INTRODUCTION TO FIREARMS-PART 2
Now that we’re comfortable with the basic terms let’s understand the different types of firearms.
Classification of Firearms:
- On the basis of Configuration of Firearm:
- Handguns– The smallest of all firearms is the handgun. There are two common types of handguns: revolvers and semi-automatic pistols.
Revolvers have a number of firing chambers or “charge holes” in a revolving cylinder; each chamber in the cylinder is loaded with a single cartridge. Revolvers are very common among handgun hunters because revolver cartridges are usually more powerful and the strength, simplicity and durability of the revolver design is well-suited to outdoor use.
Semi-automatic pistols have a single fixed firing chamber machined into the rear of the barrel, and a magazine so they can be used to fire more than one round. Military and police forces use semi-automatic pistols due to their high magazine capacities and ability to rapidly reload by simply removing the empty magazine and inserting a loaded one.
- Long guns– Most modern long guns are either rifles or shotguns.
Rifle is a firearm designed to be fired from the shoulder, with a barrel that has a helical groove or pattern of grooves (“rifling”) cut into the barrel walls. Rifling gives a spin to the projectile (Bullet) which lends gyroscopic stability and prevents tumbling. It includes sniper rifles, anti-material rifles etc.
Shotgun is a shoulder-fired long gun with no rifling in the barrel, designed to shoot a large number of small projectiles (“shot”) rather than a single large projectile (“a bullet”). Large number of projectiles makes the shotgun useful as a close quarter’s combat weapon or a defensive weapon
- Carbines– A carbine is a firearm similar to a rifle in form and intended usage, but generally shorter or smaller than the typical “full-size” hunting or battle rifle of similar time period, and sometimes using a smaller or less-powerful cartridge. The smaller size and lighter weight of carbines make them easier to handle. They are typically issued to high-mobility troops such as special-operations soldiers and paratroopers in close quarter combat operations.
- On the basis of Function:
- Semi-automatic Firearms– These weapons fire one bullet with each pull of the trigger but can fire dozens of bullets until cartridges are no longer available in the magazine.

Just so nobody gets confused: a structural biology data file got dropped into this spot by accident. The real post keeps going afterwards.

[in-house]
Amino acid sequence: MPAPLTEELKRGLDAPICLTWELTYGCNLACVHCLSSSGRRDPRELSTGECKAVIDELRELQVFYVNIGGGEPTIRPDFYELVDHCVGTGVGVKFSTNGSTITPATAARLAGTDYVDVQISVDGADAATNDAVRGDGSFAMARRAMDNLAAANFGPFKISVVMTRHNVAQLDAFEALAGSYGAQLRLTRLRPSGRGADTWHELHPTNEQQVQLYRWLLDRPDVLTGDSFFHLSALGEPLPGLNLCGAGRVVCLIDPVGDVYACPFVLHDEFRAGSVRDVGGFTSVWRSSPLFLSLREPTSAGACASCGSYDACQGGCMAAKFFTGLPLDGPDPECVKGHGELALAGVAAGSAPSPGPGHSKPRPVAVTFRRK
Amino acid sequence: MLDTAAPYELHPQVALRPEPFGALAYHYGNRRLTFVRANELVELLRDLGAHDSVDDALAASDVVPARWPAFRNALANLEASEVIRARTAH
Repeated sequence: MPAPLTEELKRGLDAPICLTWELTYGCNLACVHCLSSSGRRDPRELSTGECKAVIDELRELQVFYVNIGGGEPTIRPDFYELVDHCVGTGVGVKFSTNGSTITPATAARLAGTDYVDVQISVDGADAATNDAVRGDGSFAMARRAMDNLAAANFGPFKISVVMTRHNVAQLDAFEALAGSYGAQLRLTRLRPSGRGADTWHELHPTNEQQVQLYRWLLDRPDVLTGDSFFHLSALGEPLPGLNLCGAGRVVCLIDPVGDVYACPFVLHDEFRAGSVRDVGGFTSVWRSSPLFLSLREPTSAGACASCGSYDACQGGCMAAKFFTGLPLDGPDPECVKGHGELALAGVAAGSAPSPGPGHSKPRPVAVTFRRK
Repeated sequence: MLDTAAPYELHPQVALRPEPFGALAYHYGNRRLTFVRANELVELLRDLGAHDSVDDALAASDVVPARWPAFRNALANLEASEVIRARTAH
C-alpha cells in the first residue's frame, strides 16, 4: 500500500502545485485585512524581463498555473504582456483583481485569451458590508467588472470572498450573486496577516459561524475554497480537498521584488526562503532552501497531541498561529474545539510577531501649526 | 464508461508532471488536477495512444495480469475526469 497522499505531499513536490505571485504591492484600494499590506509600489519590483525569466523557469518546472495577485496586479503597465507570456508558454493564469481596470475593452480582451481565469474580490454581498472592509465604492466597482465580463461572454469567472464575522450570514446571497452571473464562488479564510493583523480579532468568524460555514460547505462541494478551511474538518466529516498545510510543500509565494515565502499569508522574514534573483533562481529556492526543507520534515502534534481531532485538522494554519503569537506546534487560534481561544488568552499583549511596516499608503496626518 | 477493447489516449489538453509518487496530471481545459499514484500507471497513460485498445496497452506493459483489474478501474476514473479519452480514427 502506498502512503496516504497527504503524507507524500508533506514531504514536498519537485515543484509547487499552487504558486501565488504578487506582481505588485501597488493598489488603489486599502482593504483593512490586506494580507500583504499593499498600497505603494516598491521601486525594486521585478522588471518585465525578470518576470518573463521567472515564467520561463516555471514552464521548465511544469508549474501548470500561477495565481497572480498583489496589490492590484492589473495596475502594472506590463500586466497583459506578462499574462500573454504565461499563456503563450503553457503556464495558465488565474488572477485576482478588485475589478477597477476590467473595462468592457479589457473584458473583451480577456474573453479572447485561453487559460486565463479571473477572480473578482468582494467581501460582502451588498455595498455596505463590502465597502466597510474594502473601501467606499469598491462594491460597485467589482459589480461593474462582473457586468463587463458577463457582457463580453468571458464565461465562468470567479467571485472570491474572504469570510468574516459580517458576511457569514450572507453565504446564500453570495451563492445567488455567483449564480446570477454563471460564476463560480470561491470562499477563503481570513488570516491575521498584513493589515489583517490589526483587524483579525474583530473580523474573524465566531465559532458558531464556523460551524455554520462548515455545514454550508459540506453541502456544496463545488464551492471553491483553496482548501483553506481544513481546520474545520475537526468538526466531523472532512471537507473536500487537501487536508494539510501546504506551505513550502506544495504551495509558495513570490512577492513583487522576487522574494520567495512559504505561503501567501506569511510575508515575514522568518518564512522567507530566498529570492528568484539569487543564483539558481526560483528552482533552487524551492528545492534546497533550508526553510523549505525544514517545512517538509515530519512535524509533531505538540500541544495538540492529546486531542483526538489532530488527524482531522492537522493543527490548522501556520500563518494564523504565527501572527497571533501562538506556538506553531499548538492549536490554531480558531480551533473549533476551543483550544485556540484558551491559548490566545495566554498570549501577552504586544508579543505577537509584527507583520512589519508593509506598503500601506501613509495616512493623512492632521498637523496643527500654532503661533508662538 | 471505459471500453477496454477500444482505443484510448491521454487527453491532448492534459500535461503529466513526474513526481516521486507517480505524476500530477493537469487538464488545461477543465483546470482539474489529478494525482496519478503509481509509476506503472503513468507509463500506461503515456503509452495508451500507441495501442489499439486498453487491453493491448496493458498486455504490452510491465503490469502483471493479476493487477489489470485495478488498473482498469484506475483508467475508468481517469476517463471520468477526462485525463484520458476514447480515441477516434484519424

- Automatic Firearms– They fire a continuous stream of bullets from attached magazines or drums as long as the gun’s trigger is pressed. The escaping gas of each bullet fired is mechanically used to prepare and fire the next bullet and to eject spent shells.
- Machine Guns– A machine gun is a fully automatic mounted or portable firearm designed to fire bullets in quick succession from an ammunition belt or magazine, typically at a rate of 300 to 1800 rounds per minute. They are used when attached to a mount or fired from the ground on a bipod or tripod.
Light machine gun (LMG) is a machine gun designed to be employed by an individual soldier, with or without an assistant, as an infantry support weapon.
- Submachine Guns– A submachine gun is a magazine-fed firearm, usually smaller than other automatic firearms, that fires pistol-caliber ammunition; for this reason certain submachine guns can also be referred to as machine pistols. Because of their small size and limited projectile penetration compared to high-power rifle rounds, submachine guns are commonly favored by military, paramilitary and police forces for close-quarters engagements such as inside buildings, in urban areas or in trench complexes. They are also extremely inexpensive and simple to build in time of war, enabling a nation to quickly arm its military.
- Assault Rifle– It is usually slightly smaller than a battle rifle but the chief differences defining an assault rifle are select-fire capability (most common limits are two or three rounds per trigger pull) and the use of a rifle round of lesser power, known as an intermediate cartridge. This reduces recoil allowing for controllable bursts at short range like a submachine gun, while retaining rifle-like accuracy at medium ranges. Generally, assault rifles have mechanisms that allow the user to select between single shots or fully automatic fire.
Modern designs call for compact weapon retaining firepower. The bullpup design, by mounting the magazine behind the trigger, unifies the accuracy and firepower of the traditional assault rifle with the compact size of the submachine gun.